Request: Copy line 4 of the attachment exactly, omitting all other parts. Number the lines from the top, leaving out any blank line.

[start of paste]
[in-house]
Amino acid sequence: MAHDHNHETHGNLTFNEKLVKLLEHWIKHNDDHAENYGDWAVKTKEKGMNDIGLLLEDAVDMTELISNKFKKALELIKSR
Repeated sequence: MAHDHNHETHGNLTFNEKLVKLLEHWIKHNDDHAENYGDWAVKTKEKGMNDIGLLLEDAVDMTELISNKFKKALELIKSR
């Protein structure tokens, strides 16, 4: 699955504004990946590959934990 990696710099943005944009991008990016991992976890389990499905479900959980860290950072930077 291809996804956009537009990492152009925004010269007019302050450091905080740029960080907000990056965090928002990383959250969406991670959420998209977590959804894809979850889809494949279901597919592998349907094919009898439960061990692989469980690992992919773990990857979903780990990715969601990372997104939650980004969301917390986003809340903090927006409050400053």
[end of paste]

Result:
């Protein structure tokens, strides 16, 4: 699955504004990946590959934990 990696710099943005944009991008990016991992976890389990499905479900959980860290950072930077 291809996804956009537009990492152009925004010269007019302050450091905080740029960080907000990056965090928002990383959250969406991670959420998209977590959804894809979850889809494949279901597919592998349907094919009898439960061990692989469980690992992919773990990857979903780990990715969601990372997104939650980004969301917390986003809340903090927006409050400053």